“The boys admitted that nobody was to blame but themselves, and so Plum cast about for another venue for the car’s debut. He finally managed to get a late entry for the Jaguar DC’s Brands sprint, the day after the GP, and so on a wet Sunday morning the crew headed east. There the Mongoose went well first time out, and David notched up second-FTD on a streaming wet track. Bobby Bell also had a go in the team’s Lola and added a class second to his personal list of successes [which] includes two good races wins earlier this year.
“The next race meeting was at Brands Hatch on July 18, and there bad luck struck all three drivers… First to suffer was Bobby Bell. He had his brakes lock going into Druids, and the moment ended with a crumpled Lola and a disgruntled Mr Bell.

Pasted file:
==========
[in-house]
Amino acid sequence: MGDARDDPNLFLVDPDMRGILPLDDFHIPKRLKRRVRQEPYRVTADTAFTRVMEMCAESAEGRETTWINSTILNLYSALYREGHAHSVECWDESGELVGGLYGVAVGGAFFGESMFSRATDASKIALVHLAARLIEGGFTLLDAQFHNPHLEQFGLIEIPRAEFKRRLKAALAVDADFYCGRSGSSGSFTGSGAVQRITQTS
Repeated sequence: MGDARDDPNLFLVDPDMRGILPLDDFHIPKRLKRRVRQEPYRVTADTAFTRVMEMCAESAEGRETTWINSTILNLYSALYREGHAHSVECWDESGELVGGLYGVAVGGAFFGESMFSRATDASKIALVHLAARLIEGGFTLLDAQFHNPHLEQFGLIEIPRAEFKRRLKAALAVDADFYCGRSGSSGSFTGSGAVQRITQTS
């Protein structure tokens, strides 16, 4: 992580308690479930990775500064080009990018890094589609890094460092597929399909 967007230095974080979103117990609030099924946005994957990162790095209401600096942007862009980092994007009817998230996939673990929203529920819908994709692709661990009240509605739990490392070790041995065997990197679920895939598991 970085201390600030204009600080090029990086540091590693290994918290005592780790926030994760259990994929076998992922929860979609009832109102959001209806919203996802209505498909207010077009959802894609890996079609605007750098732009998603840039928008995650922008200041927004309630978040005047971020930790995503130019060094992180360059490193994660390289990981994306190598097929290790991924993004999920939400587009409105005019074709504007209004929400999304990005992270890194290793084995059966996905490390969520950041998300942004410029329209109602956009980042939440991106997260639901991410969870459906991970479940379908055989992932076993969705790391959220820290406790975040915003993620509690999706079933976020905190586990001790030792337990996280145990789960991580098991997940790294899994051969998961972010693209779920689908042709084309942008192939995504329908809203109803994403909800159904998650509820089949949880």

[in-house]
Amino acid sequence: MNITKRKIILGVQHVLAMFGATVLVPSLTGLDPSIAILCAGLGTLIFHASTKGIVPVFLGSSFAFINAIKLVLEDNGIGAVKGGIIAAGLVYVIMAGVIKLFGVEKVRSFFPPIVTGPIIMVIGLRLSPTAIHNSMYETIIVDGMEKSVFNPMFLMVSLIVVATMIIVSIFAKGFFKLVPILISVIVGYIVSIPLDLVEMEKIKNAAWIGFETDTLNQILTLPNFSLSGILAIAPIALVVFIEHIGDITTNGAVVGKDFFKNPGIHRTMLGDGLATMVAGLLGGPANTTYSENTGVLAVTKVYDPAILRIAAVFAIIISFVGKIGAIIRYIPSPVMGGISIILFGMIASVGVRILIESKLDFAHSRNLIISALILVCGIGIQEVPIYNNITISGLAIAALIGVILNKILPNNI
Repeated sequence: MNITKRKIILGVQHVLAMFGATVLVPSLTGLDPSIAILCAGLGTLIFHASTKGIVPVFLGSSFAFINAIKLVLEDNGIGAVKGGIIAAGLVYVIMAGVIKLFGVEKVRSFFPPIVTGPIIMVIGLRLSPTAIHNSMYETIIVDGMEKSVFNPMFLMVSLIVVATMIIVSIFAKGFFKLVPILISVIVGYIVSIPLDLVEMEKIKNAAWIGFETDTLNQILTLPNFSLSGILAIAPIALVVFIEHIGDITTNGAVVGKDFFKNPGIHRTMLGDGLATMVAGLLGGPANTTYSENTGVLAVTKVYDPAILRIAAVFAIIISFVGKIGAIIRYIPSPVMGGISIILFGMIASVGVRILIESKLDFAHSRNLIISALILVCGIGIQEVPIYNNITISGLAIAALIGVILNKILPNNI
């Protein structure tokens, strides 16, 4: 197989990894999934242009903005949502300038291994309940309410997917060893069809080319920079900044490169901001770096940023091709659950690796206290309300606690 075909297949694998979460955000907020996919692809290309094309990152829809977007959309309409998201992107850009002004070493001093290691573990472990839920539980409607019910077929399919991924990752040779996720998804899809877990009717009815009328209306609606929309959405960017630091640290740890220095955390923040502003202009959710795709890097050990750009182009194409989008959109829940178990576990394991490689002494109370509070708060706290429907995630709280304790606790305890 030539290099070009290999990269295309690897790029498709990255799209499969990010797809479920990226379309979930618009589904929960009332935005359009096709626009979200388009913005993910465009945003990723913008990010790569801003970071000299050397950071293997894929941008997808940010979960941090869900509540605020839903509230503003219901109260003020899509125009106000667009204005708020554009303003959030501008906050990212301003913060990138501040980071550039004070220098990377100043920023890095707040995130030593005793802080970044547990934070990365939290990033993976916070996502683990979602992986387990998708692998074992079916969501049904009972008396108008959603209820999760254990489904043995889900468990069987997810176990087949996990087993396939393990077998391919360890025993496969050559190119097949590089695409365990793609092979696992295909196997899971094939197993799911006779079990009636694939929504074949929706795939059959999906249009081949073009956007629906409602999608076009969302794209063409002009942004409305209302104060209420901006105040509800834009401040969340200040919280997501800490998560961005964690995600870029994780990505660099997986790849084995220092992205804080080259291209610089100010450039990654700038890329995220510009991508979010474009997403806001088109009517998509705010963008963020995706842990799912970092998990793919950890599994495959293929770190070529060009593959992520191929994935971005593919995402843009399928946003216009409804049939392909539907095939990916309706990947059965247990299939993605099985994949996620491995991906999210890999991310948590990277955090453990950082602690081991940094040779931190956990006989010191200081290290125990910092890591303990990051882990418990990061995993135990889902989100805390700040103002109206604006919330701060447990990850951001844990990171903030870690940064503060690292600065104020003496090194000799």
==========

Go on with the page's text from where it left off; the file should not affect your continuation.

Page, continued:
“Graham Capel was third-fastest in practice for the sports car race, and DP fourth fastest for the GT event – although the Mongoose was in a bad state, with only six good cylinders.
“Plum started from the third row of the grid and, coughing and smoking his way through the field, finished second to Peter Lumsden’s Le Mans E-type.
The patron was also hoping to run in the sports car race, and so some frantic work went on in the paddock as the mechanics tried to trace the trouble. Sadly, this was finally found to be broken piston rings, which can’t be cured in half an hour, and the Mongoose staggered out to the grid with only a V6 under the bonnet, so the chequered flag fell with DP in second place again. One bright spot should be recorded for posterity. The Mongoose can lap Brands faster on its more or less standard and sick V8 than a professionally prepared TVR with full-blooded Cobra engine. Food for (chassis tuning) thought?”